Creating Groups

 From:  Michael Gibson
5469.4 In reply to 5469.1 
Hi Simon, yup like Joe mentions the grouping and object organization functions are in the scene browser, the help file info is here:

You can use a couple of different methods - you can either assign a name to the objects and then an entry will appear under the "Objects" section of the scene browser, or you can also assign styles to objects which will make them into different colored sets. You can also use those methods in combination if you want.

I am planning on adding some other organization methods as well but for now those can help do the kind of stuff you're asking about.

There's also a "Types" section of the scene browser that lets you target objects organized by what type they are, like "hide all curves", etc...

re: Sculpting - unfortunately freeform sculpting like ZBrush does where you just put brush strokes on your object to raise or lower small individual zones of it is not a great fit with NURBS modeling technology in genereal. NURBS models are often made up of a lot of separate surfaces stitched together, and often times the stitched areas are at "trim curves" not at the "underlying surfaces". This mechanism tends to work well for doing booleans which NURBS are focused on but not so much for doing polygon-mesh style sculpting of the objects involved. See this FAQ entry for some more description of how the "underlying surface" structure of NURBS modeling works:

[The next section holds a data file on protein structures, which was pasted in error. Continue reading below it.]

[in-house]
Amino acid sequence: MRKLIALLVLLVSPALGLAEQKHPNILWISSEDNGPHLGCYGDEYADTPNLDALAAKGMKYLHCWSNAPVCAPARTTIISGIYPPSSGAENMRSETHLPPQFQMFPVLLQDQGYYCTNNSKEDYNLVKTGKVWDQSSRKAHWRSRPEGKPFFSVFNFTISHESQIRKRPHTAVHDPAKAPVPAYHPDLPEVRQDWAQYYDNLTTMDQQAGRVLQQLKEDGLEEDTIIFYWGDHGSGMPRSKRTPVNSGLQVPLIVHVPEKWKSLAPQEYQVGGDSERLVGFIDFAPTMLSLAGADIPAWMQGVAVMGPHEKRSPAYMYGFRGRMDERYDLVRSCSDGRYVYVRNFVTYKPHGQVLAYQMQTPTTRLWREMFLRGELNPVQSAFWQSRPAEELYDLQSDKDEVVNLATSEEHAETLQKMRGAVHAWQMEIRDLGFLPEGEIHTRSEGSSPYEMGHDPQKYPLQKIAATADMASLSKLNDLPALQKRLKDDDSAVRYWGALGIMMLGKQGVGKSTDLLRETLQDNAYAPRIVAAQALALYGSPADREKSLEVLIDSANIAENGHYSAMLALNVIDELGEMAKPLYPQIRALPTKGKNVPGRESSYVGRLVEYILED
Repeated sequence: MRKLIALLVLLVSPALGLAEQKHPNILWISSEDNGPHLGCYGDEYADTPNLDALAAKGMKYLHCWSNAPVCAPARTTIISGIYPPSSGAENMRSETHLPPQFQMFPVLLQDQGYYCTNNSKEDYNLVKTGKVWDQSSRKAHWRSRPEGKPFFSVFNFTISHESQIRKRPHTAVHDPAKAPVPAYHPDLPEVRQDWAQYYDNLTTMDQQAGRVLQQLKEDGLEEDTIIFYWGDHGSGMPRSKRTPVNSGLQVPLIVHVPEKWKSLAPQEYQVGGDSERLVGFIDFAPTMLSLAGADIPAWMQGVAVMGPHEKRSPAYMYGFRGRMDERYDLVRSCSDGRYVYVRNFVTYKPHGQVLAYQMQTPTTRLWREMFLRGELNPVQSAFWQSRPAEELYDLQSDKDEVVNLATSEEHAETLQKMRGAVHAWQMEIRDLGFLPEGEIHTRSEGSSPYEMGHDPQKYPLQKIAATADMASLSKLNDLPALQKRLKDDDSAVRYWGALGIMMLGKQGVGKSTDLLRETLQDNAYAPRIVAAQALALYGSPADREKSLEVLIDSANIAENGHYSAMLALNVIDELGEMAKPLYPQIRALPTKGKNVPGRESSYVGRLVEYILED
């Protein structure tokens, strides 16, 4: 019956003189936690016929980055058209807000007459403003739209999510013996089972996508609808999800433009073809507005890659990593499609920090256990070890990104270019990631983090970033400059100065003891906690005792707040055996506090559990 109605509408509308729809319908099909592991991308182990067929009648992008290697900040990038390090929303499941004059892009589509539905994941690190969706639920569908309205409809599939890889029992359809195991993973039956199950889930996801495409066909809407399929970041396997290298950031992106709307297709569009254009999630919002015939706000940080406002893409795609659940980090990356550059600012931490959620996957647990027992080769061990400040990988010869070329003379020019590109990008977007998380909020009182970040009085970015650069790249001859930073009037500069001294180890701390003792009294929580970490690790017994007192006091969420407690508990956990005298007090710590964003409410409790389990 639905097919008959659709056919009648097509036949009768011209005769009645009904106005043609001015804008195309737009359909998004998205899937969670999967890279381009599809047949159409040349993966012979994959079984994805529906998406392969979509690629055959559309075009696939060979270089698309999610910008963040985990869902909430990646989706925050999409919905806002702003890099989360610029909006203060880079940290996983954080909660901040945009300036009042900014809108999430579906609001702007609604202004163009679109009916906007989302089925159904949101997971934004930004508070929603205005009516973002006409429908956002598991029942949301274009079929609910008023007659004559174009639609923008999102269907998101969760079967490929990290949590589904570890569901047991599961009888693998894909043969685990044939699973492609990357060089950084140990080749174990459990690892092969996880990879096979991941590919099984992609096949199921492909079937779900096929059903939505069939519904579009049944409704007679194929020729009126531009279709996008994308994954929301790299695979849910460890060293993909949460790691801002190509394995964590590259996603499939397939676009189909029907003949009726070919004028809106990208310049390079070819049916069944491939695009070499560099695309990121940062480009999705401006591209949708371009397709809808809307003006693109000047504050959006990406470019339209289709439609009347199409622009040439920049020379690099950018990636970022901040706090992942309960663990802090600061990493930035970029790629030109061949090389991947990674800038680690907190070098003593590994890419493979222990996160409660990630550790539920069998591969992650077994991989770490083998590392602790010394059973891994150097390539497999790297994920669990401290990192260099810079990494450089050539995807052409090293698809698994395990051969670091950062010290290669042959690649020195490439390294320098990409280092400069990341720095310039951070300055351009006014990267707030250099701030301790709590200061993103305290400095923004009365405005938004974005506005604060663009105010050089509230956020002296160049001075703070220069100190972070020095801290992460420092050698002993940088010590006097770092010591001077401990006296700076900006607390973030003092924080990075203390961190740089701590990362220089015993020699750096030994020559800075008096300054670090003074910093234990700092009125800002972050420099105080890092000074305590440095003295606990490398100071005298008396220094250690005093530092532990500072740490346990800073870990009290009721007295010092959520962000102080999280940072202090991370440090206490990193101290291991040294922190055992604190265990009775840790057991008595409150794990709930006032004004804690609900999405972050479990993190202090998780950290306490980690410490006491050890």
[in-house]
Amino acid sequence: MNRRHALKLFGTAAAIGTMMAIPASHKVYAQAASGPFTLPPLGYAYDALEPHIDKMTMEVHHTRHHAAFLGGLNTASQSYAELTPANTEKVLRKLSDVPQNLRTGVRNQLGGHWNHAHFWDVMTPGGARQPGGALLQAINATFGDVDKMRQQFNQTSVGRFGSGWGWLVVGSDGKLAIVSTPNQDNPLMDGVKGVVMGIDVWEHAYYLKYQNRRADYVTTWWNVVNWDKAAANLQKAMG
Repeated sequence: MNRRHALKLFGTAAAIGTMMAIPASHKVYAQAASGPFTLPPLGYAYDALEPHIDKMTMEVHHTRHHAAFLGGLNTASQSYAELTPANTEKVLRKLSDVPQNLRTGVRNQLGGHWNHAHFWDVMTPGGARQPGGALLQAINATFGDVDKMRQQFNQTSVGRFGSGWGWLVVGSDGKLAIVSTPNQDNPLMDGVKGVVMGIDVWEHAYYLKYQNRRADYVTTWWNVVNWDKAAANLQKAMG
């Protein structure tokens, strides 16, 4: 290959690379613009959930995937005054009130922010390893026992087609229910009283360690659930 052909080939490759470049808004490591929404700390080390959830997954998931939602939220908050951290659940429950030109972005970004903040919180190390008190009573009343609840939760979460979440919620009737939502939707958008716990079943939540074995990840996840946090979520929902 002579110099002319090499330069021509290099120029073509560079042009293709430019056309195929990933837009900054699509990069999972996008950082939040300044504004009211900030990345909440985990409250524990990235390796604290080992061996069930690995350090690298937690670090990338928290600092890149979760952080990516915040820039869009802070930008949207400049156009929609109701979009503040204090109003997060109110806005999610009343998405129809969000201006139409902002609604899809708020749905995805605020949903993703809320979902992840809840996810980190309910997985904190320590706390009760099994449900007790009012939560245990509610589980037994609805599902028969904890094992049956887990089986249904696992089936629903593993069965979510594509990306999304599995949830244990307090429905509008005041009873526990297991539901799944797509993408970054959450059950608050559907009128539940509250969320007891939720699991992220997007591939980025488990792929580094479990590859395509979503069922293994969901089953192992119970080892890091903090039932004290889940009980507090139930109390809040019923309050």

So mostly if the kind of stuff you're doing would benefit a lot from sculpting you should really be looking at doing the sculpting part in a separate application from MoI, like ZBrush for example. MoI is stronger with the kinds of models where much of the model is derived from 2D plan curves rather than from freeform sculpting. A lot of times certain model styles will work better using different kinds of modeling technology, there isn't really one single method that works the best for every single kind of possible 3D model since there is so much variety. Things that are more structured and mechanical will be a great fit for MoI, things that are more organic and sculpted will be a better fit in ZBrush or a sub-d modeling program and are not such a great fit for MoI.

So if the kinds of models that you need to build are highly sculpted/organic in nature (with lots of small bumpy details and stuff like that) MoI is probably just not the right tool for that particular kind of work.

- Michael